eventually, the uninspired copycats will realize they can't reproduce the fad success of angry birds (or tetris back in the day), and will stop flooding the market with clones.  at the same time, original works with true merit will start to slowly rise to the top - stuff like minecraft, kerbal space program, etc. so its not all bad news. but like anything, you have to sift through 99.9% junk to get the 0.1% good stuff. and yes, i'd say its close a 1000 to 1 ratio of crap to quality titles out there right now.


If you are a developer then how and where do you promote your game?


in the past: free playable demos on bbs's and AOL. posting demo links to every game site you can. i've also gotten free tv coverage on the evening news and a top 10 DL on AOL, both of which are the type of PR you simply cannot buy.


this time around, i'll probably use the same basic marketing strategy. but the number of game sites (such as gamespot, ign, etc) has gone down, and the number of online game stores has gone up.  not quite sure why, but i get a bad vibe from GOG and Steam and such.  they will require serious thought before i decide to use them as marketing tool / channel.


and if it Is easy to increase your fanbase before launching or after release?


the idea is to create demand for the product that pulls it through the channel, not spend cubic dollars trying to push it though the channel. fanbase is at most perhaps an indirect indicator of how successful you are at this. probably its greatest value is as a source of info as to how well your design works in the field, and what changes need to be made in the next design-implement-deploy-fieldtest cycle.

#5232421 skinned mesh triangle count

Posted by Norman Barrows on 02 June 2015 - 12:12 PM

I would suggest you first get a working process running. Then, if needed, profile the process to determine where improvements could be made.


i've got all the code up and running.


its just a test routine off the tools menu in Caveman 3.0, but it does the following:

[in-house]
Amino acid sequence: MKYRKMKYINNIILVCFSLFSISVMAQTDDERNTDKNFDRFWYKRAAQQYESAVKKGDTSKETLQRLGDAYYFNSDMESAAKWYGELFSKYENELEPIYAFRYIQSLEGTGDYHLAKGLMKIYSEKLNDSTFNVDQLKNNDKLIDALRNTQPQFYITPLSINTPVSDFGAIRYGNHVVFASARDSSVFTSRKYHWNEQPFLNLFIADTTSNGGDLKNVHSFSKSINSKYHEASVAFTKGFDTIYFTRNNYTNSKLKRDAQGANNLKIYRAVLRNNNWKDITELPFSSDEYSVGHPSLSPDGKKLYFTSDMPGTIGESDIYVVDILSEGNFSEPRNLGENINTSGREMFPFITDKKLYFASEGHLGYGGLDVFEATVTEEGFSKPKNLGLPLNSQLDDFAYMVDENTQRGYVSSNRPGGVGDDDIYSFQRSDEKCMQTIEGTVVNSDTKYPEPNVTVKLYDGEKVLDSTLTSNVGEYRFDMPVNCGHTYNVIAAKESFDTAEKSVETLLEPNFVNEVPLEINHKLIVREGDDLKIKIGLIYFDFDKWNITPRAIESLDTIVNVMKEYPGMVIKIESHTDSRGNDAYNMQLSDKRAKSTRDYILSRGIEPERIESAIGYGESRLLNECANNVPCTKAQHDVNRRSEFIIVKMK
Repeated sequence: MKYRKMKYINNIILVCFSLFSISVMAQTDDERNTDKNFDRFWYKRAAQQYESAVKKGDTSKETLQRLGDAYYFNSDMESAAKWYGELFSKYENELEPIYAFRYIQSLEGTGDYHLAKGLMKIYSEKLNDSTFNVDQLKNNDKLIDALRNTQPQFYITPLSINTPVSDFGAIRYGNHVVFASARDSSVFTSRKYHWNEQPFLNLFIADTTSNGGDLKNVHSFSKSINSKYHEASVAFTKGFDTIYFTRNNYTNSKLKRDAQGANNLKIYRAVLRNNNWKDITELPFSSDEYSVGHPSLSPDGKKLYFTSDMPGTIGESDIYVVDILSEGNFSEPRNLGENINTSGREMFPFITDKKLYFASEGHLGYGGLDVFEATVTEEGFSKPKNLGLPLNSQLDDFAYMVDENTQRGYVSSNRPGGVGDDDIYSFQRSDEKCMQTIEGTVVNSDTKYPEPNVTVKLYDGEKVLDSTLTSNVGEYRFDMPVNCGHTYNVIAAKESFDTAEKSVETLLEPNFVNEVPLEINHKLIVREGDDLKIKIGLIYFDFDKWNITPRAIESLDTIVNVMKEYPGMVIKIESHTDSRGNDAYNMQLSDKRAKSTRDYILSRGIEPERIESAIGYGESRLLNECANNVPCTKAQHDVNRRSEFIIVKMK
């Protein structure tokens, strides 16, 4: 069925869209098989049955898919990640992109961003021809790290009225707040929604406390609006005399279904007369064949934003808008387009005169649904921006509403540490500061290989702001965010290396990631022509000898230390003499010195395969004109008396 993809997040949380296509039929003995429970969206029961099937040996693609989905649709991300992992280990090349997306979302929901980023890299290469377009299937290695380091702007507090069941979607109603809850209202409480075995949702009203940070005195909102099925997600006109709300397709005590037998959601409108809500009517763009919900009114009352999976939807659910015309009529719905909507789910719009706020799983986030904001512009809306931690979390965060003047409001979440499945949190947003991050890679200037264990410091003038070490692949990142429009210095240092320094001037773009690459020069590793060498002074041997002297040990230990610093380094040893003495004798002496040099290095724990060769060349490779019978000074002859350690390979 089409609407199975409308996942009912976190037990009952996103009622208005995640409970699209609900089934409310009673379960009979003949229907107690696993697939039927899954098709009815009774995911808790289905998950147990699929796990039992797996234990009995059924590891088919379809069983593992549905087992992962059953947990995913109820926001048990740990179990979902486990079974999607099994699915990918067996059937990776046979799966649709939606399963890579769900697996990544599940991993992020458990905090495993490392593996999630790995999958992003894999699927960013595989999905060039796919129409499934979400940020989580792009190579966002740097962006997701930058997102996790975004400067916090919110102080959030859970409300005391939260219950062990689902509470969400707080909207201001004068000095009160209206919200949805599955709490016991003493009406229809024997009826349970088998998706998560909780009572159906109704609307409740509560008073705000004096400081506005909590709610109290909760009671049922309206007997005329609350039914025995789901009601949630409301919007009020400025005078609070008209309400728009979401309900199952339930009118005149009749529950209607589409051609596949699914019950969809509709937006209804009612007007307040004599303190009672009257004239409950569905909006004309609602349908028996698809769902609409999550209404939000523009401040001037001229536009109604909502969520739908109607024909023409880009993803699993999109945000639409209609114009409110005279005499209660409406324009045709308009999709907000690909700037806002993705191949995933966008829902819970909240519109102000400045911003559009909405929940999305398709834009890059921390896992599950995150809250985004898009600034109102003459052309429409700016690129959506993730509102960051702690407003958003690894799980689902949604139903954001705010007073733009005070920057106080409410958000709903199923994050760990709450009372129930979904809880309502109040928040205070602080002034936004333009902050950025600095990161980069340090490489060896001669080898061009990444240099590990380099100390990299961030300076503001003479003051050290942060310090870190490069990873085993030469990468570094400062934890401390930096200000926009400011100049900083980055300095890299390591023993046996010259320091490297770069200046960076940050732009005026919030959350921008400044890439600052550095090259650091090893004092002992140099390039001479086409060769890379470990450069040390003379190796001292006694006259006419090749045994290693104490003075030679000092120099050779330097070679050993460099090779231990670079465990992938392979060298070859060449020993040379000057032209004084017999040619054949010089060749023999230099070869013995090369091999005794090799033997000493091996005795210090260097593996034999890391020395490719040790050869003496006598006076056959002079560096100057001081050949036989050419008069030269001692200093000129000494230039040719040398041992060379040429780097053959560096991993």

loads and draws skinned meshes with multiple animations, and can change between animations. no animation blending yet.

supports all 5 or 6 skinning methods from tiny.cpp.

can set the texture for each mesh in a skinned mesh on the fly before drawing. textures can be pooled. materials can be pooled if desired.

can draw an object in relation to a bone (IE attach wpn to hand bone type stuff).

drawing multiple instances of a skinned mesh, each with its own animation controller, using a single shared skinned mesh and skeleton.

there's different versions of the code so you can load non-pooled textures and materials with the mesh and use them for drawing subsets, like a regular dx mesh,

or you can draw using the current texture and material for all meshes and subsets in the skinned mesh, or you can set textures for each mesh in the skinned mesh individually, then draw it using the current material.


the last thing i tested was using the in-game realtime 10 channel matrix editor to scale, rotate, and translate eyeballs to their correct position with respect to the head bone, while playing an animation where they don't move. this allows me to read off the srt values for use in a pre-defined "offset" matrix used to draw each eye. since the eyes are drawn as an attachment to a bone, i can change their texture, or make them look in any direction desired. to support visual tracking, the xr and yr angles from the lookat (or camera's forward) vector to the target's direction vector from the camera should be the rotations that need to be applied before the offset matrix, follwed then by the combinedtransform matrix - i think. haven't tested it yet, but i think its right, might need to negate the angles or something.


about the only code left is a skinned mesh pool class, and a controller pool class. i've pseudo coded them, but was too lazy at 1am last night to lookup syntax and var names, so it still needs about and hour's worth of work perhaps, at most.


so i'm more or less ready to go for it with a fully rigged and ready to rock model. the question is how many tris? i started with a beautiful mesh - excellent topology, easy to mod, looked great right out of the box. when i went to export with two animations, i thought blender had crashed. i tried exporting just the mesh. it took 10 minutes. turned out the mesh was over 100K tris. i decimated it to about 10K for testing, but the topology was ruined. about half way through testing, i switched to a nice topology mesh of about 30K tris. but this is probably still a bit big for 100 onscreen at once type of thing. a female will require 3 drawsubset calls - a male, two calls (no bra). i decided to implement bra and loincloth as separate meshes along with a head and body mesh, as the two or three meshes in a single skinned mesh. eyeballs and hair will add three more DIP calls per character, using static VBs and IBs. in my rigid body system, i'm using 14 (male) or 15 (female) static meshes to draw a character (if they're bald, subtract one hair mesh). some of them i know are perhaps unreasonably highpoly, 50K for a body, 20K for a head, that kind of thing. but they're all static.  i was somewhat surprised to find little difference in FPS between various skinning methods in tiny.cpp sample running on my pc. something like 169 vs 175.